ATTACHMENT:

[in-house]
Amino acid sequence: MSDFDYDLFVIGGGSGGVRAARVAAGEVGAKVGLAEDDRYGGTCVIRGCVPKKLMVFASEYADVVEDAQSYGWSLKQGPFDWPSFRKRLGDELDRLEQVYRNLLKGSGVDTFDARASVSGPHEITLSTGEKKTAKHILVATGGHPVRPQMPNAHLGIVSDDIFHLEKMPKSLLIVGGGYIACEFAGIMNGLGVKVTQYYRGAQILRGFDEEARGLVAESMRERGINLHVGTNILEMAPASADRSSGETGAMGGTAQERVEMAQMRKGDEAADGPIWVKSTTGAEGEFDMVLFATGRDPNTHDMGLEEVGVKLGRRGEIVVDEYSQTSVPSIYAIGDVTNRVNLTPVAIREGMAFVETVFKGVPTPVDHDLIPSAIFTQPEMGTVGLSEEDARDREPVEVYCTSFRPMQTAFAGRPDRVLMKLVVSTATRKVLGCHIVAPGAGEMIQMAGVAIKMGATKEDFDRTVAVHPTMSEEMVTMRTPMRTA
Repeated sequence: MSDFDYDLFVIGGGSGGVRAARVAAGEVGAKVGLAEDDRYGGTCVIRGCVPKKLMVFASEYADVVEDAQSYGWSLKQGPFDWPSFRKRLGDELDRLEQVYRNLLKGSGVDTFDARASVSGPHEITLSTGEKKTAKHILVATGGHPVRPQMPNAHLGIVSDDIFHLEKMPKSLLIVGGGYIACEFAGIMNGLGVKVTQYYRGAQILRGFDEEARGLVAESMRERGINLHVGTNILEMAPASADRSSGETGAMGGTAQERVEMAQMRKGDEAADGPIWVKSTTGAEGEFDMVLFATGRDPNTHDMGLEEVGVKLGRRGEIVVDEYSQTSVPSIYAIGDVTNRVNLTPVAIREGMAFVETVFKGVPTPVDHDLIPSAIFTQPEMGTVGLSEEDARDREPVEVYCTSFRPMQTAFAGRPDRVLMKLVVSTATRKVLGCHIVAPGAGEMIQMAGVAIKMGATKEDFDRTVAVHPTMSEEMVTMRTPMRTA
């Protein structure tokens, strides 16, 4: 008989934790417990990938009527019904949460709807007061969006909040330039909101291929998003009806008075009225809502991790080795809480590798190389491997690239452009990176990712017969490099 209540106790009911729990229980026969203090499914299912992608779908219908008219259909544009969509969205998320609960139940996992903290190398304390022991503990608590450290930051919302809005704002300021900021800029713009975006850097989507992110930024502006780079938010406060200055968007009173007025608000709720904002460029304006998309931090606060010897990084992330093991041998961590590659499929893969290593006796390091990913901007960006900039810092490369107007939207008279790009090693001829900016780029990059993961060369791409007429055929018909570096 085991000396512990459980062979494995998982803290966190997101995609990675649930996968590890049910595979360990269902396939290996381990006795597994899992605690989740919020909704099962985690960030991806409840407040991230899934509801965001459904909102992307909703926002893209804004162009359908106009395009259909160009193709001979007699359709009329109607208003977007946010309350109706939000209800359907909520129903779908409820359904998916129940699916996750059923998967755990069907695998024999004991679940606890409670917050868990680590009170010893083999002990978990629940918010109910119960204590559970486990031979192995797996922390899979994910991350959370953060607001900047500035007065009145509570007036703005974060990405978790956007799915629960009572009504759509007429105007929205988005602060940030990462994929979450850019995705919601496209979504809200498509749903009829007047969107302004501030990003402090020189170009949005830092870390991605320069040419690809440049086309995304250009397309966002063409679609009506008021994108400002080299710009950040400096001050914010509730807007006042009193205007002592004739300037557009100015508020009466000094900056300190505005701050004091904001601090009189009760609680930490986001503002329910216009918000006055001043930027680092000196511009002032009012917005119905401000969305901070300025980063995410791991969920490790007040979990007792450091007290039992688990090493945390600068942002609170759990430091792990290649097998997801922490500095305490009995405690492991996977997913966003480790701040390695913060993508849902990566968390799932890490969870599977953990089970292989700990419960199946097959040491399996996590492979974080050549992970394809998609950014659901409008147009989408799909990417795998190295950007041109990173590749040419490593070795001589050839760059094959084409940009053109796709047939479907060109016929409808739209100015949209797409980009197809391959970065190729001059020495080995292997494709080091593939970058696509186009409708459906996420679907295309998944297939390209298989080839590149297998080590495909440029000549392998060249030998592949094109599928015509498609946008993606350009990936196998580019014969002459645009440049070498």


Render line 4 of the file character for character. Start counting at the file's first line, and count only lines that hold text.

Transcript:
């Protein structure tokens, strides 16, 4: 008989934790417990990938009527019904949460709807007061969006909040330039909101291929998003009806008075009225809502991790080795809480590798190389491997690239452009990176990712017969490099 209540106790009911729990229980026969203090499914299912992608779908219908008219259909544009969509969205998320609960139940996992903290190398304390022991503990608590450290930051919302809005704002300021900021800029713009975006850097989507992110930024502006780079938010406060200055968007009173007025608000709720904002460029304006998309931090606060010897990084992330093991041998961590590659499929893969290593006796390091990913901007960006900039810092490369107007939207008279790009090693001829900016780029990059993961060369791409007429055929018909570096 085991000396512990459980062979494995998982803290966190997101995609990675649930996968590890049910595979360990269902396939290996381990006795597994899992605690989740919020909704099962985690960030991806409840407040991230899934509801965001459904909102992307909703926002893209804004162009359908106009395009259909160009193709001979007699359709009329109607208003977007946010309350109706939000209800359907909520129903779908409820359904998916129940699916996750059923998967755990069907695998024999004991679940606890409670917050868990680590009170010893083999002990978990629940918010109910119960204590559970486990031979192995797996922390899979994910991350959370953060607001900047500035007065009145509570007036703005974060990405978790956007799915629960009572009504759509007429105007929205988005602060940030990462994929979450850019995705919601496209979504809200498509749903009829007047969107302004501030990003402090020189170009949005830092870390991605320069040419690809440049086309995304250009397309966002063409679609009506008021994108400002080299710009950040400096001050914010509730807007006042009193205007002592004739300037557009100015508020009466000094900056300190505005701050004091904001601090009189009760609680930490986001503002329910216009918000006055001043930027680092000196511009002032009012917005119905401000969305901070300025980063995410791991969920490790007040979990007792450091007290039992688990090493945390600068942002609170759990430091792990290649097998997801922490500095305490009995405690492991996977997913966003480790701040390695913060993508849902990566968390799932890490969870599977953990089970292989700990419960199946097959040491399996996590492979974080050549992970394809998609950014659901409008147009989408799909990417795998190295950007041109990173590749040419490593070795001589050839760059094959084409940009053109796709047939479907060109016929409808739209100015949209797409980009197809391959970065190729001059020495080995292997494709080091593939970058696509186009409708459906996420679907295309998944297939390209298989080839590149297998080590495909440029000549392998060249030998592949094109599928015509498609946008993606350009990936196998580019014969002459645009440049070498």